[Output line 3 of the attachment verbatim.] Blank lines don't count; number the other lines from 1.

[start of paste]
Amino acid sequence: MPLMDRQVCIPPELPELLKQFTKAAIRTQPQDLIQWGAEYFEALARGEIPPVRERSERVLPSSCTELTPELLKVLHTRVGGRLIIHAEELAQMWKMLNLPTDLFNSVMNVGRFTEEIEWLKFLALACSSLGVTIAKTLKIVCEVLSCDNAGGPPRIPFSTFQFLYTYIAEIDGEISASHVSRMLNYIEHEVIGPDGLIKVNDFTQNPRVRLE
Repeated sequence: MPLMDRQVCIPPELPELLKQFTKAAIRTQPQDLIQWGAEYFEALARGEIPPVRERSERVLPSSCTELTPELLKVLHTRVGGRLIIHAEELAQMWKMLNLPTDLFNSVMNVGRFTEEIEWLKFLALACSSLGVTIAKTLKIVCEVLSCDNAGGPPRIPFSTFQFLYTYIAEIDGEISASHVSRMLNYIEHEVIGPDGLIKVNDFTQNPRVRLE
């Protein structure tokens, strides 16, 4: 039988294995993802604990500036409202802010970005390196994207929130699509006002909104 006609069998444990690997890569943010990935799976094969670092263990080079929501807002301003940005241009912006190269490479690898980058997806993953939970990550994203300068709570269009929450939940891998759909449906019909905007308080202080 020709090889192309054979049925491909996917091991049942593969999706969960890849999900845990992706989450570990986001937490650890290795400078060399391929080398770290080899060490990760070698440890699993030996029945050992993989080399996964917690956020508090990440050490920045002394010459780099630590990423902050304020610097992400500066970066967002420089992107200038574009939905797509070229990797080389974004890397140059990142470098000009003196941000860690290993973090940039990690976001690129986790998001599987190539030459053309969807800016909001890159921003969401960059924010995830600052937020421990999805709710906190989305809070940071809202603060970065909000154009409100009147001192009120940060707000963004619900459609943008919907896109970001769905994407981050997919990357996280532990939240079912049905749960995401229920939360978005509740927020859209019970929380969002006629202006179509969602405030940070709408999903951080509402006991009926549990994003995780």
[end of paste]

């Protein structure tokens, strides 16, 4: 039988294995993802604990500036409202802010970005390196994207929130699509006002909104 006609069998444990690997890569943010990935799976094969670092263990080079929501807002301003940005241009912006190269490479690898980058997806993953939970990550994203300068709570269009929450939940891998759909449906019909905007308080202080 020709090889192309054979049925491909996917091991049942593969999706969960890849999900845990992706989450570990986001937490650890290795400078060399391929080398770290080899060490990760070698440890699993030996029945050992993989080399996964917690956020508090990440050490920045002394010459780099630590990423902050304020610097992400500066970066967002420089992107200038574009939905797509070229990797080389974004890397140059990142470098000009003196941000860690290993973090940039990690976001690129986790998001599987190539030459053309969807800016909001890159921003969401960059924010995830600052937020421990999805709710906190989305809070940071809202603060970065909000154009409100009147001192009120940060707000963004619900459609943008919907896109970001769905994407981050997919990357996280532990939240079912049905749960995401229920939360978005509740927020859209019970929380969002006629202006179509969602405030940070709408999903951080509402006991009926549990994003995780």